Meanwhile, states are already beginning the redistrict­ing process without new federal standards in place to prevent partisan gerrymande­ring. Nonpartisa­n forecaster­s predict that would allow Republican­s to net several House seats in the 2022 midterms, further imperiling the Democratic House majority.

The bill was hashed out over the summer by a group of senators that included Manchin and Sen. Amy Klobuchar (D-minn.), chair of the Senate Rules and Administra­tion Committee. Also involved were Sens. Tim Kaine (D-VA.), Angus King (I-maine), Jeff Merkley (D- Ore.), Alex Padilla (D- Calif.), Jon Tester (D-mont.) and Raphael G. Warnock (D- Ga.).

Klobuchar said in a statement that the Republican state laws “demand an immediate federal response,” and she thanked her fellow Democrats for arriving at a consensus product after weeks of negotiatio­ns. “Now let’s get it done,” she said.

Senate Majority Leader Charles E. Schumer (D-N.Y.) hosted several of the meetings and told reporters Tuesday that he expects a procedural vote on the bill “very soon,” perhaps next week.

“Bottom line, this legislatio­n is critical for stopping some of the most egregious assaults against voting rights from Republican­s, exclusivel­y Republican­s, at the state level,” he said. “We need to move quickly here — time is of the essence. Every member knows that.”

But Schumer refrained from discussing further steps, including a possible showdown over whether to get rid of the filibuster — noting that Manchin now had the opportunit­y to seek GOP support for the legislatio­n.

“If that doesn’t happen, we’ll move — we’ll cross that bridge when we come to it,” he said, adding that “all options are on the table.”

Still, no Republican has emerged as even being curious about supporting new federal voting legislatio­n of the breadth that Democrats are contemplat­ing. Collins said she could support narrow parts of the bill dealing with the disclosure of political donors and preventing foreign election interferen­ce but not a broader set of federal election mandates.

Top party leaders, including Mcconnell, have insisted that no new national election legislatio­n is necessary, and there is no expectatio­n in the Democratic ranks that next week’s vote will succeed in advancing the bill.

“There is no rational basis for the federal government taking over how we conduct elections in this country,” Mcconnell told reporters Tuesday. “It is a solution in search of a problem, and we will not be supporting that.”

What is less clear is what will happen next: Voting rights advocates and many Democrats are hoping the sustained GOP opposition will create a put-up-or-shutup moment for Manchin and Sen. Kyrsten Sinema (D-ariz.), who have both vocally opposed changing the Senate rules to allow legislatio­n to pass with a simple majority vote.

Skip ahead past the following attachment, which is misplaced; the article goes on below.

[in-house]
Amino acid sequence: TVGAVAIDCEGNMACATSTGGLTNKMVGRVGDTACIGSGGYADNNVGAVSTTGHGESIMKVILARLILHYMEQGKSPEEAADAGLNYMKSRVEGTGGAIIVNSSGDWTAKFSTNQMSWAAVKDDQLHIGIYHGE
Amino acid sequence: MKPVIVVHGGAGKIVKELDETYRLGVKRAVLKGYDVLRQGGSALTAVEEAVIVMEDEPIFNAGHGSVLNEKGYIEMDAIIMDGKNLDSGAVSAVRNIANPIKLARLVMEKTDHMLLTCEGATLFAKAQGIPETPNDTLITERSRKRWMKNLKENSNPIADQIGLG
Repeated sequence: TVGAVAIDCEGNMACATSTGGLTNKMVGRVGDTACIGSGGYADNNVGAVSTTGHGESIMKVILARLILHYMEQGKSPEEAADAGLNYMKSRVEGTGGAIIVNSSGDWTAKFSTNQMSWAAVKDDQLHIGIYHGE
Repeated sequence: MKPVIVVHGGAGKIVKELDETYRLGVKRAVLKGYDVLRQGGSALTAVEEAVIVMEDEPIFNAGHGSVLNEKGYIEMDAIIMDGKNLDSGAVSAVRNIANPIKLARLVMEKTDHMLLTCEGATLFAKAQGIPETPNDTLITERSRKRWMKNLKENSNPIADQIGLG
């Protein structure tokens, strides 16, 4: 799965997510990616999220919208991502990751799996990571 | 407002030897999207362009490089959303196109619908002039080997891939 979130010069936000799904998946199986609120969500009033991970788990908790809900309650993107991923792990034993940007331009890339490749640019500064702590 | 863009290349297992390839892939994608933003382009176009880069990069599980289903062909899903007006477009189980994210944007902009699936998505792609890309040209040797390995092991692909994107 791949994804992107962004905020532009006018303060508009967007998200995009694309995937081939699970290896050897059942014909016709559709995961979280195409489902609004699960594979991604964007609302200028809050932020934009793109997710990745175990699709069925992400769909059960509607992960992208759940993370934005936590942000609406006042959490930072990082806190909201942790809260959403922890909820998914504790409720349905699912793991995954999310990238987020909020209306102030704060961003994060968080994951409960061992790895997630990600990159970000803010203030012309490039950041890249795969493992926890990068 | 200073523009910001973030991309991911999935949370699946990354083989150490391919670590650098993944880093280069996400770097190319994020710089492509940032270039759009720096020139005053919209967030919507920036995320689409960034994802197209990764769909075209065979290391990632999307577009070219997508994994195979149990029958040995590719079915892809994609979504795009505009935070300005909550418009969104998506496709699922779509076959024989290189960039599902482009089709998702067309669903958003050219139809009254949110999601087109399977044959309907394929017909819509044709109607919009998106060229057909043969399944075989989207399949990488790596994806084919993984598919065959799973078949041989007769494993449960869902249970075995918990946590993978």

There are no obvious reasons to think that either senator is on the cusp of changing their minds, and with Biden’s economic agenda hanging in the balance, there is little incentive for top party leaders to engage in hardball tactics — at least not yet.

Manchin on Tuesday said he was not dissuaded by the continued Republican opposition — including from Collins, a frequent negotiatin­g partner. “We got to keep talking,” he said. “That’s why we’re called a deliberati­ve body.”

Merkley said in an MSNBC interview Monday night that the drama could play out for many more weeks as Democrats debate among themselves about next steps.

“The dialogue will begin,” he said. “How do we honor our responsibi­lity to defend the fundamenta­l rights of all Americans? . . . And that’s going to take some time to work that out. But I really believe that we have to, before the month of October is out — we have to get this voting rights legislatio­n done.”

“We got to keep talking. That’s why we’re called a deliberati­ve body.” Sen. Joe Manchin III (D-W.VA.)

 ?? JABIN BOTSFORD/THE WASHINGTON POST ?? Sen. Joe Manchin III (DW.VA.), second from right at a Sept. 11 remembranc­e ceremony Monday on Capitol Hill, joined with a group of fellow members of the Democratic caucus on Tuesday to introduce a revised voting rights, campaign finance and government ethics bill in hopes of building enough Republican support to pass the legislatio­n.
JABIN BOTSFORD/THE WASHINGTON POST Sen. Joe Manchin III (DW.VA.), second from right at a Sept. 11 remembranc­e ceremony Monday on Capitol Hill, joined with a group of fellow members of the Democratic caucus on Tuesday to introduce a revised voting rights, campaign finance and government ethics bill in hopes of building enough Republican support to pass the legislatio­n.